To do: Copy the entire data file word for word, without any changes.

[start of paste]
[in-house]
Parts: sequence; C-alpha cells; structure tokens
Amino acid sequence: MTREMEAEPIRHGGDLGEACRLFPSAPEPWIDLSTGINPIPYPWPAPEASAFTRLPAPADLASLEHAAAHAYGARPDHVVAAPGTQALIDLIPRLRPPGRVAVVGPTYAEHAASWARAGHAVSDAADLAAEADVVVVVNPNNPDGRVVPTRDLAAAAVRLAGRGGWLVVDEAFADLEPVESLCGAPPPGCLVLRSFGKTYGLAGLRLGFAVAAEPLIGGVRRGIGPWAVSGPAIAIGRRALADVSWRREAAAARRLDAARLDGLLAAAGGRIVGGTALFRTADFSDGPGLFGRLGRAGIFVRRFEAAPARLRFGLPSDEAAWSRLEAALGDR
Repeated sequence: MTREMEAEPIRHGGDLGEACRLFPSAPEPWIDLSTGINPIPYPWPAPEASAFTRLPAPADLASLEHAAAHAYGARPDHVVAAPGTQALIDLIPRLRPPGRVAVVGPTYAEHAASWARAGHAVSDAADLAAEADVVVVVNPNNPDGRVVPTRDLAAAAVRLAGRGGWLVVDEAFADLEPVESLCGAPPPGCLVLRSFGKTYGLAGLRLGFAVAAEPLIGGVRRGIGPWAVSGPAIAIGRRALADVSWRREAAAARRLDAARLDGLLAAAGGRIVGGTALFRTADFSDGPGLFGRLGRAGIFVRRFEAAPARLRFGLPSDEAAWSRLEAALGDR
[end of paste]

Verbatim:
[in-house]
Parts: sequence; C-alpha cells; structure tokens
Amino acid sequence: MTREMEAEPIRHGGDLGEACRLFPSAPEPWIDLSTGINPIPYPWPAPEASAFTRLPAPADLASLEHAAAHAYGARPDHVVAAPGTQALIDLIPRLRPPGRVAVVGPTYAEHAASWARAGHAVSDAADLAAEADVVVVVNPNNPDGRVVPTRDLAAAAVRLAGRGGWLVVDEAFADLEPVESLCGAPPPGCLVLRSFGKTYGLAGLRLGFAVAAEPLIGGVRRGIGPWAVSGPAIAIGRRALADVSWRREAAAARRLDAARLDGLLAAAGGRIVGGTALFRTADFSDGPGLFGRLGRAGIFVRRFEAAPARLRFGLPSDEAAWSRLEAALGDR
Repeated sequence: MTREMEAEPIRHGGDLGEACRLFPSAPEPWIDLSTGINPIPYPWPAPEASAFTRLPAPADLASLEHAAAHAYGARPDHVVAAPGTQALIDLIPRLRPPGRVAVVGPTYAEHAASWARAGHAVSDAADLAAEADVVVVVNPNNPDGRVVPTRDLAAAAVRLAGRGGWLVVDEAFADLEPVESLCGAPPPGCLVLRSFGKTYGLAGLRLGFAVAAEPLIGGVRRGIGPWAVSGPAIAIGRRALADVSWRREAAAARRLDAARLDGLLAAAGGRIVGGTALFRTADFSDGPGLFGRLGRAGIFVRRFEAAPARLRFGLPSDEAAWSRLEAALGDR